17. Lastly, it was urged on behalf of the jagirdars that the applicants should have come to this Court immediately after the Tehsildar's order of January, 1954, and should not have wasted time in going in appeal to the Collector, second appeal to the Commissioner, and in revision to the Board.
18. It is true that no appeal is provided against an order under Section 4B. In the Marwar Tenancy Act of 1049, which was in force in 1953 so far as substantive law is concerned, an appeal is provided in item 7 of Group C of the Second Schedule to the Act. In the Rajasthan Revenue Courts (Procedure and Jurisdiction) Act (No. I) of 1951, which was also in force, and dealt with procedure only, there was an appeal under item 10 of Group E of the First Schedule, but that appeal was of a circumscribed nature in favour of the tenant.
The applicants are tenants, and it is they who went in appeal. It may be that they might have been advised that an appeal was possible. In the circumstances, we are not prepared topenalise them for the delay that has taken place on account of the appeals that they filed.
19. We may also in passing point out that the learned Members of the Revenue Board were not right in saying that they had no power in this case. Reliance in this connection was placed on an unreported judgment of this Court in Motisingh v. Revenue Board, Civil Misc. Writ No. 74 of 1951 (A).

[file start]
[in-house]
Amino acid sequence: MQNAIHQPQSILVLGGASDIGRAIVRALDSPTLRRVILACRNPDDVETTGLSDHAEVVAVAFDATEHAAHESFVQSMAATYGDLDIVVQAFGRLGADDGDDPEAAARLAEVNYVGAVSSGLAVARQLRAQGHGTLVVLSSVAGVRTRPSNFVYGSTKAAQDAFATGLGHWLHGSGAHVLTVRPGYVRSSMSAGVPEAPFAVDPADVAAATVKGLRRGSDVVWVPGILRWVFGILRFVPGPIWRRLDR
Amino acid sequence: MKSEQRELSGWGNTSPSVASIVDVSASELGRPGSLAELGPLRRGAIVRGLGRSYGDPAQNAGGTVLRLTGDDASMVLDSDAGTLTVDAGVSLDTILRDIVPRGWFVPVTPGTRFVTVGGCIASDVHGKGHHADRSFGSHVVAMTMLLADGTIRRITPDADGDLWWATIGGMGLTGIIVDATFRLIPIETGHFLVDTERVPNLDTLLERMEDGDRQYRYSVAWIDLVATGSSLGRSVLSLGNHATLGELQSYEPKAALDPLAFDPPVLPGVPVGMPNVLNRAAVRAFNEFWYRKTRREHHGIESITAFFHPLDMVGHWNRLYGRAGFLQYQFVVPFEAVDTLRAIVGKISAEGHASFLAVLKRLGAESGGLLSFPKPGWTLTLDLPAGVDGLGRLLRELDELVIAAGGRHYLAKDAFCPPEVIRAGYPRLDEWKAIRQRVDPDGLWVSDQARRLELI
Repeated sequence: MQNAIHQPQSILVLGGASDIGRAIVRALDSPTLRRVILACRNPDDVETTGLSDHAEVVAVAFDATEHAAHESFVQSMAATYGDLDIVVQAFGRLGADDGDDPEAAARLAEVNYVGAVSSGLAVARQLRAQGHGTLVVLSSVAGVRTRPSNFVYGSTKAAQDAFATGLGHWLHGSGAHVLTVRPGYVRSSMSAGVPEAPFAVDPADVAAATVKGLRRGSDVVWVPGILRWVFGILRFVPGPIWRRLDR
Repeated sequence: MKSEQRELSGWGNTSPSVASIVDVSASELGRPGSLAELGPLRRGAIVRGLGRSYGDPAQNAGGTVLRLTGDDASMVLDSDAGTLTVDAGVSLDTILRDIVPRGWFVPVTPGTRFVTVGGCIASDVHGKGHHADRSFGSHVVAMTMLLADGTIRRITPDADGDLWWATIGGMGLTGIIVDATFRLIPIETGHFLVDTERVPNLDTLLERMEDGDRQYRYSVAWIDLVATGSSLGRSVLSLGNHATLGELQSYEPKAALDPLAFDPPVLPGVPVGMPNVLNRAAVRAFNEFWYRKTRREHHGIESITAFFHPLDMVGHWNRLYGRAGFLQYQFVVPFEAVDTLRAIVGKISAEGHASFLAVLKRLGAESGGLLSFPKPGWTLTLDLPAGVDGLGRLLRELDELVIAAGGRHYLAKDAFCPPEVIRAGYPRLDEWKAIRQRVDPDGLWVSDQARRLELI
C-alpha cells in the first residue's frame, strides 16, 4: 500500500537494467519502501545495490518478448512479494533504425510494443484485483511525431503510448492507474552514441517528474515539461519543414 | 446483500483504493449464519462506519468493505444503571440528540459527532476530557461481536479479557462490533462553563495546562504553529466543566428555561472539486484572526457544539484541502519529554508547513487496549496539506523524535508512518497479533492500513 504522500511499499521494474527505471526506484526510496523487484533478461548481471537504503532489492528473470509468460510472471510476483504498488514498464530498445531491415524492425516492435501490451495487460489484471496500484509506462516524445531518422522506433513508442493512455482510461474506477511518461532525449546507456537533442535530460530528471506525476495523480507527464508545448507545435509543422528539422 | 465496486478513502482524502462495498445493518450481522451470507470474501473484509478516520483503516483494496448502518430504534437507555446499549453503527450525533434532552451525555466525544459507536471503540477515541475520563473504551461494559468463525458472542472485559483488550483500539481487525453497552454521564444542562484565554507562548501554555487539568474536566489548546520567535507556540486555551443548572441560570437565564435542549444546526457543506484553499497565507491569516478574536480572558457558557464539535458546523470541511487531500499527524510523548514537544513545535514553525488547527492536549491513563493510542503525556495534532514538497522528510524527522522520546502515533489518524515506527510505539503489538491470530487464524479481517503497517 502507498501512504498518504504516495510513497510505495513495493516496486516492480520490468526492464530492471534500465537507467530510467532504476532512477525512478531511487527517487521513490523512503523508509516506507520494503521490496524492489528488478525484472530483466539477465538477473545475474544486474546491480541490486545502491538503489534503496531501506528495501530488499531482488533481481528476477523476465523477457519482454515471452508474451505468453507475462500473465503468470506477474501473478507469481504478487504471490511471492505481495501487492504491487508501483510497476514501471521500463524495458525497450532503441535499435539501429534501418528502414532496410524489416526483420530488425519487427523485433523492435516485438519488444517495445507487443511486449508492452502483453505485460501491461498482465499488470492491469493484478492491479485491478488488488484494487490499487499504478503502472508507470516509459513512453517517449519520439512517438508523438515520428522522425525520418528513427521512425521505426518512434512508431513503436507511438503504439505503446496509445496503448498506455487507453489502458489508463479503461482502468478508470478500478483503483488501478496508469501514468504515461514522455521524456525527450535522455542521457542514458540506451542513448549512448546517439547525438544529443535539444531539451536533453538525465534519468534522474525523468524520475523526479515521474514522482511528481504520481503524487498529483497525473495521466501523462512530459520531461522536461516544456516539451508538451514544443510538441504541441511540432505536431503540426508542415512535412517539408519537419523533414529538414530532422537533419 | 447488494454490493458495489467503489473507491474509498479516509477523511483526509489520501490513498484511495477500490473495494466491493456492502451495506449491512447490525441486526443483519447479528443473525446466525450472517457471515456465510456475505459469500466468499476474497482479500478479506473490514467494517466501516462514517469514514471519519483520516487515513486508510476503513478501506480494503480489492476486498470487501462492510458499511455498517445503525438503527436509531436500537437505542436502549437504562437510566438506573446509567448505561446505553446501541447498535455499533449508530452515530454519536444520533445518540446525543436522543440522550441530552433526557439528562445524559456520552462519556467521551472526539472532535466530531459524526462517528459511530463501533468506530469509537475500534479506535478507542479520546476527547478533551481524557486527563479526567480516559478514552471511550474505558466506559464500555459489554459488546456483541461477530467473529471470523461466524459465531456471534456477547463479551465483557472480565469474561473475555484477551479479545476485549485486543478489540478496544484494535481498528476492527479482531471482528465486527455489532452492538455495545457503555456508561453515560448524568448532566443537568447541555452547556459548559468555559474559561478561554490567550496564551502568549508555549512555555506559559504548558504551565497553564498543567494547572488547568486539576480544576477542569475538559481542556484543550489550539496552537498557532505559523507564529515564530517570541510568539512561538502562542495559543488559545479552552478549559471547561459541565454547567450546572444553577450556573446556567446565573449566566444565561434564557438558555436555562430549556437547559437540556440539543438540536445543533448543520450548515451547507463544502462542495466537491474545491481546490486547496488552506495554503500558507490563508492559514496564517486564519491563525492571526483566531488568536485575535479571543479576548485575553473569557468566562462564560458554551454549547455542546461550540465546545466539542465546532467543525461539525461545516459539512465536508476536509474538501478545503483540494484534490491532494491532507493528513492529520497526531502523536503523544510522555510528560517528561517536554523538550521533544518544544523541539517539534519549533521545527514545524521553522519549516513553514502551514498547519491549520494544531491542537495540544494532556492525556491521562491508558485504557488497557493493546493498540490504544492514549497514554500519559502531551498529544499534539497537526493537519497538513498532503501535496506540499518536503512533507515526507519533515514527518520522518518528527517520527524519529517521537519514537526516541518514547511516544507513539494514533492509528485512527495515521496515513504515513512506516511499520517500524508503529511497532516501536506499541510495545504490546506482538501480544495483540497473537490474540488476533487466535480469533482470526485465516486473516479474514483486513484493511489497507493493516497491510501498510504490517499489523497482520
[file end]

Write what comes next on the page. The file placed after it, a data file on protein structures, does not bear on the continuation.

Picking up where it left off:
We have looked into that judgment. All that we need say is that that judgment does not deal with the powers of the Revenue Board under Section 12 of the Rajasthan Board of Revenue Ordinance (No. XXII) of 1949 which was then in force. In that case, this Court dealt with Section 11 (2) of the Ordinance. The Board has, however, the power of general superintendence and control over all other revenue courts and officers under Section 12 of the Ordinance which was not dealt with in that case at all.
Whether the Tehsildar acting under Section 4A is a Court or an officer, the Board has power of superintendence over him under Section 12, and can interfere with his orders in appropriate cases. The Board was, therefore, not right in saying that it had no powers of interference at all, though there may be no power of revision as such under the Rajasthan Revenue Courts (Procedure and Jurisdiction) Act.
But even that would depend upon whether the Tehsildar in proceedings under Section 4A wag a court. If he was. the Board would have power even under the Rajasthan Revenue Courts (Procedure and Jurisdiction) Act of 1951 under Section 26 to call for the record and correct errors of jurisdiction.
The delay, therefore, which has occurred, in this case, has been sufficiently explained, and we should give relief to the applicants in the circumstances when we are satisfied that the Tehsildar has clearly exceeded his jurisdiction.
20. We therefore, allow the application, andset aside the order of the Tehsildar, which hasin effect passed a decree for arrears of rentagainst these applicants. The parties will haveto get their dispute as to the share of the produce payable to the land-holder decided in a proper court according to law. In view however ofthe fact that the implications of the law as contained in Sections 4A and 4B were not quite clear, weorder parties to bear their own costs of this proceeding.